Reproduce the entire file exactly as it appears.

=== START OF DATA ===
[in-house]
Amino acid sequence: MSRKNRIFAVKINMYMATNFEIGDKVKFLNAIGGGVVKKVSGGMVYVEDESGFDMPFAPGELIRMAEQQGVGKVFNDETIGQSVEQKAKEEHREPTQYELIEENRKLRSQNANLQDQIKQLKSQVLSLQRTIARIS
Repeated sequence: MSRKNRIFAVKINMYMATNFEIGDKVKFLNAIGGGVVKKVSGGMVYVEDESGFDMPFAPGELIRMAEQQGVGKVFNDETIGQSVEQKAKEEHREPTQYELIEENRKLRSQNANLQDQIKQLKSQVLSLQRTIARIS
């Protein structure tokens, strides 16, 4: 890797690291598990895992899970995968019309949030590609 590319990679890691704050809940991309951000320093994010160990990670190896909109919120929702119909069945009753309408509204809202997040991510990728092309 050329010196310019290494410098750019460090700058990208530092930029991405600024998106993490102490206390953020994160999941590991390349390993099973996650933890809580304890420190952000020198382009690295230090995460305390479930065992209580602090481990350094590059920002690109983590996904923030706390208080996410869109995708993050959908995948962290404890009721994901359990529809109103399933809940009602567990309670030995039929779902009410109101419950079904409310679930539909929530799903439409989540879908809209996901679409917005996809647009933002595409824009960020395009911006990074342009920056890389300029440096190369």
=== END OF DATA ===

[in-house]
Amino acid sequence: MSRKNRIFAVKINMYMATNFEIGDKVKFLNAIGGGVVKKVSGGMVYVEDESGFDMPFAPGELIRMAEQQGVGKVFNDETIGQSVEQKAKEEHREPTQYELIEENRKLRSQNANLQDQIKQLKSQVLSLQRTIARIS
Repeated sequence: MSRKNRIFAVKINMYMATNFEIGDKVKFLNAIGGGVVKKVSGGMVYVEDESGFDMPFAPGELIRMAEQQGVGKVFNDETIGQSVEQKAKEEHREPTQYELIEENRKLRSQNANLQDQIKQLKSQVLSLQRTIARIS
């Protein structure tokens, strides 16, 4: 890797690291598990895992899970995968019309949030590609 590319990679890691704050809940991309951000320093994010160990990670190896909109919120929702119909069945009753309408509204809202997040991510990728092309 050329010196310019290494410098750019460090700058990208530092930029991405600024998106993490102490206390953020994160999941590991390349390993099973996650933890809580304890420190952000020198382009690295230090995460305390479930065992209580602090481990350094590059920002690109983590996904923030706390208080996410869109995708993050959908995948962290404890009721994901359990529809109103399933809940009602567990309670030995039929779902009410109101419950079904409310679930539909929530799903439409989540879908809209996901679409917005996809647009933002595409824009960020395009911006990074342009920056890389300029440096190369």